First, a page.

5  sdo_ordinate_array( 69,9.5,206,86.5,397,185.5,553,189.5,698,143.5,920,-7.5,853,105.5,704,259.5,537,307.5,403,271.5,183,134.5,69,9.5)
  6* ) as poly from dual)
gis@XE> /
MDSYS.ST_POLYGON(POLY).ST_POINTONSURFACE()(GEOM(SDO_GTYPE, SDO_SRID, SDO_POINT(X, Y, Z), SDO_ELEM_INFO, SDO_ORDINATES))
------------------------------------------------------------------------------------------------------------------------
ST_POINT(SDO_GEOMETRY(2001, NULL, SDO_POINT_TYPE(183.006, 134.492, NULL), NULL, NULL))

This is an interesting result as the generated centroid is not the same as the one generated by SDO_GEOM.SDO_POINTONSURFACE(). How does this centroid fair in relation to the actual polygon?

gis@XE> SELECT mdsys.st_polygon(poly).ST_Contains(mdsys.ST_Polygon(poly).ST_PointOnSurface())
  2    FROM (select
  3  mdsys.sdo_geometry(2003,null,null,
  4  sdo_elem_info_array(1,1003,1),
  5  sdo_ordinate_array( 69,9.5,206,86.5,397,185.5,553,189.5,698,143.5,920,-7.5,853,105.5,704,259.5,537,307.5,403,271.5,183,134.5,69,9.5)
  6* ) as poly from dual)
gis@XE> /
MDSYS.ST_POLYGON(POLY).ST_CONTAINS(MDSYS.ST_POLYGON(POLY).ST_POINTONSURFACE())
------------------------------------------------------------------------------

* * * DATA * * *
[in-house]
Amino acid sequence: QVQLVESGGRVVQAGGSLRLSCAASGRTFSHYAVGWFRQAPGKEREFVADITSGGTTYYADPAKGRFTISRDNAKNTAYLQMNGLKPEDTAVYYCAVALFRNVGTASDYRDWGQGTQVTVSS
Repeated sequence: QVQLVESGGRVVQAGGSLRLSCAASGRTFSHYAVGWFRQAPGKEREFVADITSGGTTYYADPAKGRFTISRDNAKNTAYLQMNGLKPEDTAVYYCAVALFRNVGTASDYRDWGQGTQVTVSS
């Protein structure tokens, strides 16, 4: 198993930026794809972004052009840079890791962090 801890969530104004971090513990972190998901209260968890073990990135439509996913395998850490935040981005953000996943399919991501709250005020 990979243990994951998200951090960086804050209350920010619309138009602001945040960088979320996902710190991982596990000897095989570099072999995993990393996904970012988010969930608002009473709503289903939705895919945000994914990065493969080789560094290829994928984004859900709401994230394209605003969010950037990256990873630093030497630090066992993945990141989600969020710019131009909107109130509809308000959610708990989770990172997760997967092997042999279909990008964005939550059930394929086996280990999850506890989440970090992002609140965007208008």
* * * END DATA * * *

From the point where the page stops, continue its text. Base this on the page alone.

1

Finally, we have a centroid inside the polygon. (See image at the end of this article for just where this centroid lies in relation to the polygon.)

5. Codesys.Geom.Sdo_Centroid()

Finally, there is my own (see note below on ownership) humble offering.

gis@XE> SELECT codesys.geom.sdo_centroid(poly,0.05)
  2    FROM (select
  3  mdsys.sdo_geometry(2003,null,null,
  4  sdo_elem_info_array(1,1003,1),
  5  sdo_ordinate_array( 69,9.5,206,86.5,397,185.5,553,189.5,698,143.5,920,-7.5,853,105.5,704,259.5,537,307.5,403,271.5,183,134.5,69,9.5)
  6* ) as poly from dual)
gis@XE> /
CODESYS.GEOM.SDO_CENTROID(POLY,0.05)(SDO_GTYPE, SDO_SRID, SDO_POINT(X, Y, Z), SDO_ELEM_INFO, SDO_ORDINATES)
-----------------------------------------------------------------------------------------------------------
SDO_GEOMETRY(2001, NULL, SDO_POINT_TYPE(494.5, 242.1, NULL), NULL, NULL)

Checking its location reveals it falls within the polygon and is well placed (see image at end of article).

gis@XE> SELECT mdsys.sdo_geom.relate(poly,'mask=DETERMINE',
  1            codesys.geom.sdo_centroid(poly,0.05),0.05)
  2    FROM (select
  3  mdsys.sdo_geometry(2003,null,null,
  4  sdo_elem_info_array(1,1003,1),
  5  sdo_ordinate_array( 69,9.5,206,86.5,397,185.5,553,189.5,698,143.5,920,-7.5,853,105.5,704,259.5,537,307.5,403,271.5,183,134.5,69,9.5)
  6* ) as poly from dual)
gis@XE> /
MDSYS.SDO_GEOM.RELATE(POLY,'MASK=DETERMINE',CODESYS.GEOM.SDO_CENTROID(POLY,0.05),0.05)
---------------------------------------------------------------------------------------